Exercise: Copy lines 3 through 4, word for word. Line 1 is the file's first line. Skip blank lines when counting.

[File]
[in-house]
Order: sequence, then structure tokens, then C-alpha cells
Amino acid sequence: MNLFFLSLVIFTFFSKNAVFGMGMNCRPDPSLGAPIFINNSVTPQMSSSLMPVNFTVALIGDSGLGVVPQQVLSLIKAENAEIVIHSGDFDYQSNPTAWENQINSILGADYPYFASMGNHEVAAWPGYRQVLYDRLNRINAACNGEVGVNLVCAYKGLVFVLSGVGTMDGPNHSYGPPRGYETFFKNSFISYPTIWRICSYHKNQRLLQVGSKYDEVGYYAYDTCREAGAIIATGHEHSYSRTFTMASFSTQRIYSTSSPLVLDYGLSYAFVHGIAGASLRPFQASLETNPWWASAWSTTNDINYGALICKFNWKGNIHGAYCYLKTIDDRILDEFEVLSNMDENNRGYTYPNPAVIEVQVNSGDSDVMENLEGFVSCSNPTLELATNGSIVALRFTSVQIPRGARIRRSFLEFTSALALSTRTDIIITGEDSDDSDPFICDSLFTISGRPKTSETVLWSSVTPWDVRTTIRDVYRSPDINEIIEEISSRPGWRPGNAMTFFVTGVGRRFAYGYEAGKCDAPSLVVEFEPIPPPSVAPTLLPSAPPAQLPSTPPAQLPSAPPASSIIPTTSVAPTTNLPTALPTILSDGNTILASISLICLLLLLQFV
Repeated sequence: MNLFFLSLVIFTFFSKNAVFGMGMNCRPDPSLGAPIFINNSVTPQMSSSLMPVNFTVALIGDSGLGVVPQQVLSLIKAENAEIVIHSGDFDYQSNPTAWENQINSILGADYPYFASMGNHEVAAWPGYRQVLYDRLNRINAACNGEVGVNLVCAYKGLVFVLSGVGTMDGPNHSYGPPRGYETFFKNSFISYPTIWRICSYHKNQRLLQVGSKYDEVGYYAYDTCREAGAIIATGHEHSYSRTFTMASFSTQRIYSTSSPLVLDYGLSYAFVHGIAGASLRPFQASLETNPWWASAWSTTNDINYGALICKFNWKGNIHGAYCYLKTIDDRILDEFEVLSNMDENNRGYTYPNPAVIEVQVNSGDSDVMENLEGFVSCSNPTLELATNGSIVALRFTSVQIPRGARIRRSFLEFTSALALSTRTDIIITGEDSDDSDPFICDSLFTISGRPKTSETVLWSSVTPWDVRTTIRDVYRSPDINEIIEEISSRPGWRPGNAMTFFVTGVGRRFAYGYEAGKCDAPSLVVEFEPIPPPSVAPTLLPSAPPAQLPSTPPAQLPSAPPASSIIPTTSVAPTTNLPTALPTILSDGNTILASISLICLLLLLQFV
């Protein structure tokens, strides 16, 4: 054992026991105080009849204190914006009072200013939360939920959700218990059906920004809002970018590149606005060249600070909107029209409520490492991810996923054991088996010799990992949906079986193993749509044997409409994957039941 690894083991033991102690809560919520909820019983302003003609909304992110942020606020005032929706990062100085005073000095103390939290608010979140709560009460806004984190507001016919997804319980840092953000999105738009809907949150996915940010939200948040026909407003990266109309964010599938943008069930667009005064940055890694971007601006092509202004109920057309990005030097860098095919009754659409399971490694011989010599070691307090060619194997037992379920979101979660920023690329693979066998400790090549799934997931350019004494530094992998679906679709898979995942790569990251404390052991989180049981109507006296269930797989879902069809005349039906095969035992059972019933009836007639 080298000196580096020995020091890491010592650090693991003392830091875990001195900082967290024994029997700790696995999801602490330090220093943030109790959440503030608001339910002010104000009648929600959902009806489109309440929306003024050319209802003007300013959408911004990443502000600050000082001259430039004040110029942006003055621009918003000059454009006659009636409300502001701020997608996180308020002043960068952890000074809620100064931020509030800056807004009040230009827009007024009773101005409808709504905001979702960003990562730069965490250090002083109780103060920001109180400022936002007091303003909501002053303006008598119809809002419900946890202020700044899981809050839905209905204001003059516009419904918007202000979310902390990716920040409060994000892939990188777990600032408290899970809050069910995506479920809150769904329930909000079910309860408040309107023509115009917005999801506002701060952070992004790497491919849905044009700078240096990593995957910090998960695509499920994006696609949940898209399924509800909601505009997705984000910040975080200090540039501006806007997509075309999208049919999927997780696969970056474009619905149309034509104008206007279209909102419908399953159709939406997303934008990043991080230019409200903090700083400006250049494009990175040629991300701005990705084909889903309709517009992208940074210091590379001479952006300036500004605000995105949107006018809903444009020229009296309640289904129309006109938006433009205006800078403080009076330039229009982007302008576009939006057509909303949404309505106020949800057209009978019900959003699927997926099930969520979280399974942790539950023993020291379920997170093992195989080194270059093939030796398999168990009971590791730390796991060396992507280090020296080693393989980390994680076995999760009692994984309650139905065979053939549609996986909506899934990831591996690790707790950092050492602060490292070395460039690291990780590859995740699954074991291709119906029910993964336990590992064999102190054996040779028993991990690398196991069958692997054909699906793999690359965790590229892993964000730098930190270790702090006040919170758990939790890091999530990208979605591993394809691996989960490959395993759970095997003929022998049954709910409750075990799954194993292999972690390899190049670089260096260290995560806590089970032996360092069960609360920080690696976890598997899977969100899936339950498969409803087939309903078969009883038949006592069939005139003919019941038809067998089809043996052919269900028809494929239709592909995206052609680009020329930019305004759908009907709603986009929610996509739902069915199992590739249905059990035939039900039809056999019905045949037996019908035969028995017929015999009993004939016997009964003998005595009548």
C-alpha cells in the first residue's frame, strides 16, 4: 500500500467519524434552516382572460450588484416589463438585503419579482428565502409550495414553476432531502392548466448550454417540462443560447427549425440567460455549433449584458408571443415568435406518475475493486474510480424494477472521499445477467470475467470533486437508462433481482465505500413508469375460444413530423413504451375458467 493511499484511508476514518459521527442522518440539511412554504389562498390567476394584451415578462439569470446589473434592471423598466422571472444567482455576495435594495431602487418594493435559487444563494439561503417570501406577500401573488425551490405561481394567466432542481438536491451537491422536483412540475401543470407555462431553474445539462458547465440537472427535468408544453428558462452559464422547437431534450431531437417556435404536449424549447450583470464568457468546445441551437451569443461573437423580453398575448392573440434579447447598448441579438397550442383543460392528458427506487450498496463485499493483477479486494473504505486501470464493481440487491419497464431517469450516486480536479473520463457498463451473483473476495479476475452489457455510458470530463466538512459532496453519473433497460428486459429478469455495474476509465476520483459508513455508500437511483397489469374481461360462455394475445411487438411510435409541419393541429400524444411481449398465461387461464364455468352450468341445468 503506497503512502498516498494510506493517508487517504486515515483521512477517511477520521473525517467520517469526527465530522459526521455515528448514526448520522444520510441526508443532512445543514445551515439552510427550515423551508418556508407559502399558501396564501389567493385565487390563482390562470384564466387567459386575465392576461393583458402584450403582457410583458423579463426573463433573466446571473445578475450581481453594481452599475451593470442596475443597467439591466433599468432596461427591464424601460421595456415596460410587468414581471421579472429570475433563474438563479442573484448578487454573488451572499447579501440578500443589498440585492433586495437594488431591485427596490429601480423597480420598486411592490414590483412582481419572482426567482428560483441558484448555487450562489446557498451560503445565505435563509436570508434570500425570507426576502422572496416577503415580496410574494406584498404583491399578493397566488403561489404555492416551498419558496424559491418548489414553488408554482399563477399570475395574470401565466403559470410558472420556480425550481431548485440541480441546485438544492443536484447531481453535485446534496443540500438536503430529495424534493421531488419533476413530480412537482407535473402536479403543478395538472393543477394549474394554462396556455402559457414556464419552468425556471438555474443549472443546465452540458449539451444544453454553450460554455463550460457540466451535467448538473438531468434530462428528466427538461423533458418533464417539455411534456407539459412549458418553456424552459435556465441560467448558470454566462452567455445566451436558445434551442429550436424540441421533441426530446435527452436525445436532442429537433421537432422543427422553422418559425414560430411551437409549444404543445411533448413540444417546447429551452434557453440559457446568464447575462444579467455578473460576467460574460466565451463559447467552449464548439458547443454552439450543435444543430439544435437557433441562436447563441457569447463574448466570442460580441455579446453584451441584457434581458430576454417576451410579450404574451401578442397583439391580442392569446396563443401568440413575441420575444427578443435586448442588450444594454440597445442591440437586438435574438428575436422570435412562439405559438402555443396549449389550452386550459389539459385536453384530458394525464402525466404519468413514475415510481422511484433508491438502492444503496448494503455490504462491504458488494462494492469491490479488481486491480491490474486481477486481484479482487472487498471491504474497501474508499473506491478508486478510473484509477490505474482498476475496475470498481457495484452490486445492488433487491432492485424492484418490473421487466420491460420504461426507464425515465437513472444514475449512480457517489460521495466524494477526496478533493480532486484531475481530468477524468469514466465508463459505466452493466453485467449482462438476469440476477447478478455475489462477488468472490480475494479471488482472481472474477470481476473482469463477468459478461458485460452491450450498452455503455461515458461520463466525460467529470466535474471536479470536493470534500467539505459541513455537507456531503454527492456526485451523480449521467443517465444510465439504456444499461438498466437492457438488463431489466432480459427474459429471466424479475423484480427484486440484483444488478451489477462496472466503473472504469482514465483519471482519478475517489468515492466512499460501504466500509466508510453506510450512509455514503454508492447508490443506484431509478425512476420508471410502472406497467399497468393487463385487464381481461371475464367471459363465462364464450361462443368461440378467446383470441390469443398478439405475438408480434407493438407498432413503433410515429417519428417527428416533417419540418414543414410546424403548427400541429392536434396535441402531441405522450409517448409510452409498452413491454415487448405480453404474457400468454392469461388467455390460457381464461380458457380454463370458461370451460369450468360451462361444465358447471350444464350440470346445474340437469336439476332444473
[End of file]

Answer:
Amino acid sequence: MNLFFLSLVIFTFFSKNAVFGMGMNCRPDPSLGAPIFINNSVTPQMSSSLMPVNFTVALIGDSGLGVVPQQVLSLIKAENAEIVIHSGDFDYQSNPTAWENQINSILGADYPYFASMGNHEVAAWPGYRQVLYDRLNRINAACNGEVGVNLVCAYKGLVFVLSGVGTMDGPNHSYGPPRGYETFFKNSFISYPTIWRICSYHKNQRLLQVGSKYDEVGYYAYDTCREAGAIIATGHEHSYSRTFTMASFSTQRIYSTSSPLVLDYGLSYAFVHGIAGASLRPFQASLETNPWWASAWSTTNDINYGALICKFNWKGNIHGAYCYLKTIDDRILDEFEVLSNMDENNRGYTYPNPAVIEVQVNSGDSDVMENLEGFVSCSNPTLELATNGSIVALRFTSVQIPRGARIRRSFLEFTSALALSTRTDIIITGEDSDDSDPFICDSLFTISGRPKTSETVLWSSVTPWDVRTTIRDVYRSPDINEIIEEISSRPGWRPGNAMTFFVTGVGRRFAYGYEAGKCDAPSLVVEFEPIPPPSVAPTLLPSAPPAQLPSTPPAQLPSAPPASSIIPTTSVAPTTNLPTALPTILSDGNTILASISLICLLLLLQFV
Repeated sequence: MNLFFLSLVIFTFFSKNAVFGMGMNCRPDPSLGAPIFINNSVTPQMSSSLMPVNFTVALIGDSGLGVVPQQVLSLIKAENAEIVIHSGDFDYQSNPTAWENQINSILGADYPYFASMGNHEVAAWPGYRQVLYDRLNRINAACNGEVGVNLVCAYKGLVFVLSGVGTMDGPNHSYGPPRGYETFFKNSFISYPTIWRICSYHKNQRLLQVGSKYDEVGYYAYDTCREAGAIIATGHEHSYSRTFTMASFSTQRIYSTSSPLVLDYGLSYAFVHGIAGASLRPFQASLETNPWWASAWSTTNDINYGALICKFNWKGNIHGAYCYLKTIDDRILDEFEVLSNMDENNRGYTYPNPAVIEVQVNSGDSDVMENLEGFVSCSNPTLELATNGSIVALRFTSVQIPRGARIRRSFLEFTSALALSTRTDIIITGEDSDDSDPFICDSLFTISGRPKTSETVLWSSVTPWDVRTTIRDVYRSPDINEIIEEISSRPGWRPGNAMTFFVTGVGRRFAYGYEAGKCDAPSLVVEFEPIPPPSVAPTLLPSAPPAQLPSTPPAQLPSAPPASSIIPTTSVAPTTNLPTALPTILSDGNTILASISLICLLLLLQFV